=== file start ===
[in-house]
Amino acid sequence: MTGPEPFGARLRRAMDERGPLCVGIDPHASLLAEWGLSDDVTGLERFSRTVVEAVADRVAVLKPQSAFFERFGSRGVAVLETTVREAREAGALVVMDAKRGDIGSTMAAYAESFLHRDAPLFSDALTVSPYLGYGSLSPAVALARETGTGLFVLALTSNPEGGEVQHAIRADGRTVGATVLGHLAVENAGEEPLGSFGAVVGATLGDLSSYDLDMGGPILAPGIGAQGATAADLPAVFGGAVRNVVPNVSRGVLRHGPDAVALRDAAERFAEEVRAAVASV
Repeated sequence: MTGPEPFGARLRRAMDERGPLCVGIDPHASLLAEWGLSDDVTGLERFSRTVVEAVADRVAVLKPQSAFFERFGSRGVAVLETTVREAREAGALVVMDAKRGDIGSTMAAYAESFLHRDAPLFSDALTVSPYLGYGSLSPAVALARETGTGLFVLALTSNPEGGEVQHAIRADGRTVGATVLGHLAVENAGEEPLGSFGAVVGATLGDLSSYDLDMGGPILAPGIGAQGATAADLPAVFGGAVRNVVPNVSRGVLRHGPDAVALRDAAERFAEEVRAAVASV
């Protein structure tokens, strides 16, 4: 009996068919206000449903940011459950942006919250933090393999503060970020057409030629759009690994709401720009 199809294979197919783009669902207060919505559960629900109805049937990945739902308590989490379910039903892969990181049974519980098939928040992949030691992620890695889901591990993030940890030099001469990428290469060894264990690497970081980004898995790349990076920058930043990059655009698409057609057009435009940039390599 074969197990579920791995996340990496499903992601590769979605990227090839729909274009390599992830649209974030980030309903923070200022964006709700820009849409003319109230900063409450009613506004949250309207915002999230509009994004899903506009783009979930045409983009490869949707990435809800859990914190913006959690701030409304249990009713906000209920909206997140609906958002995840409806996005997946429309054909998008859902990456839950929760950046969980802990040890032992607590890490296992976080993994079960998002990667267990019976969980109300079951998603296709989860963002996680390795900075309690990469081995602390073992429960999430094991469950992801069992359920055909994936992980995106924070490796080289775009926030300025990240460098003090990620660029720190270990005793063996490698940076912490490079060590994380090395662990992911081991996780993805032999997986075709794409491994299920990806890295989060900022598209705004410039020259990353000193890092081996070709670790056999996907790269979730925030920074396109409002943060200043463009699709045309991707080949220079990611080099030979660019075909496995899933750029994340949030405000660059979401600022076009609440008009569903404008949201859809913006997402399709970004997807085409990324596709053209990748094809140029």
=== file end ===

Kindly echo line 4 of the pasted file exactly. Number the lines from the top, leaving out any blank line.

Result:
């Protein structure tokens, strides 16, 4: 009996068919206000449903940011459950942006919250933090393999503060970020057409030629759009690994709401720009 199809294979197919783009669902207060919505559960629900109805049937990945739902308590989490379910039903892969990181049974519980098939928040992949030691992620890695889901591990993030940890030099001469990428290469060894264990690497970081980004898995790349990076920058930043990059655009698409057609057009435009940039390599 074969197990579920791995996340990496499903992601590769979605990227090839729909274009390599992830649209974030980030309903923070200022964006709700820009849409003319109230900063409450009613506004949250309207915002999230509009994004899903506009783009979930045409983009490869949707990435809800859990914190913006959690701030409304249990009713906000209920909206997140609906958002995840409806996005997946429309054909998008859902990456839950929760950046969980802990040890032992607590890490296992976080993994079960998002990667267990019976969980109300079951998603296709989860963002996680390795900075309690990469081995602390073992429960999430094991469950992801069992359920055909994936992980995106924070490796080289775009926030300025990240460098003090990620660029720190270990005793063996490698940076912490490079060590994380090395662990992911081991996780993805032999997986075709794409491994299920990806890295989060900022598209705004410039020259990353000193890092081996070709670790056999996907790269979730925030920074396109409002943060200043463009699709045309991707080949220079990611080099030979660019075909496995899933750029994340949030405000660059979401600022076009609440008009569903404008949201859809913006997402399709970004997807085409990324596709053209990748094809140029």